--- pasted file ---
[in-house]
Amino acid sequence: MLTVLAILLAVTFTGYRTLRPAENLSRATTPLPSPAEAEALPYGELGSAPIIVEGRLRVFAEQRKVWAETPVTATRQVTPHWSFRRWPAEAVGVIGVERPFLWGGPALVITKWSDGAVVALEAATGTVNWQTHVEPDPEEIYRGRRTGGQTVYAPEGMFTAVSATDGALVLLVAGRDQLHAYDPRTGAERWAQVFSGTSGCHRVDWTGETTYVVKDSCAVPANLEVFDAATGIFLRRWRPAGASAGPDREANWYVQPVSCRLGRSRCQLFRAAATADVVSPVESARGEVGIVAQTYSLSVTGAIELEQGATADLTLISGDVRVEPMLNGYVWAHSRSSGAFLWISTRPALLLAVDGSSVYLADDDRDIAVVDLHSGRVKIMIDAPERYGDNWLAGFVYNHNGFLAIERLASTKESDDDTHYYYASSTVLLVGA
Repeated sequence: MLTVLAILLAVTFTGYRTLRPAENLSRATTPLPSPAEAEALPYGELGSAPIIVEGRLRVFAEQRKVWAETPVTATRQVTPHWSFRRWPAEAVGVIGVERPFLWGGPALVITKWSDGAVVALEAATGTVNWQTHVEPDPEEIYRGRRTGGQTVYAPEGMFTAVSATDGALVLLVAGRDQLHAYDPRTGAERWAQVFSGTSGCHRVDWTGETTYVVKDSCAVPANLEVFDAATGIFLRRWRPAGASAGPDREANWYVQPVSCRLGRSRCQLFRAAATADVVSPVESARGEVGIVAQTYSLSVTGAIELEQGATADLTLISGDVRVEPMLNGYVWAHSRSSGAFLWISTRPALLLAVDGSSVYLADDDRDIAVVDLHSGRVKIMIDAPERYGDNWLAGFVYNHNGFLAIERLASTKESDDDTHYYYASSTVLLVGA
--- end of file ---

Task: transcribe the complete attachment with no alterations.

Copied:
[in-house]
Amino acid sequence: MLTVLAILLAVTFTGYRTLRPAENLSRATTPLPSPAEAEALPYGELGSAPIIVEGRLRVFAEQRKVWAETPVTATRQVTPHWSFRRWPAEAVGVIGVERPFLWGGPALVITKWSDGAVVALEAATGTVNWQTHVEPDPEEIYRGRRTGGQTVYAPEGMFTAVSATDGALVLLVAGRDQLHAYDPRTGAERWAQVFSGTSGCHRVDWTGETTYVVKDSCAVPANLEVFDAATGIFLRRWRPAGASAGPDREANWYVQPVSCRLGRSRCQLFRAAATADVVSPVESARGEVGIVAQTYSLSVTGAIELEQGATADLTLISGDVRVEPMLNGYVWAHSRSSGAFLWISTRPALLLAVDGSSVYLADDDRDIAVVDLHSGRVKIMIDAPERYGDNWLAGFVYNHNGFLAIERLASTKESDDDTHYYYASSTVLLVGA
Repeated sequence: MLTVLAILLAVTFTGYRTLRPAENLSRATTPLPSPAEAEALPYGELGSAPIIVEGRLRVFAEQRKVWAETPVTATRQVTPHWSFRRWPAEAVGVIGVERPFLWGGPALVITKWSDGAVVALEAATGTVNWQTHVEPDPEEIYRGRRTGGQTVYAPEGMFTAVSATDGALVLLVAGRDQLHAYDPRTGAERWAQVFSGTSGCHRVDWTGETTYVVKDSCAVPANLEVFDAATGIFLRRWRPAGASAGPDREANWYVQPVSCRLGRSRCQLFRAAATADVVSPVESARGEVGIVAQTYSLSVTGAIELEQGATADLTLISGDVRVEPMLNGYVWAHSRSSGAFLWISTRPALLLAVDGSSVYLADDDRDIAVVDLHSGRVKIMIDAPERYGDNWLAGFVYNHNGFLAIERLASTKESDDDTHYYYASSTVLLVGA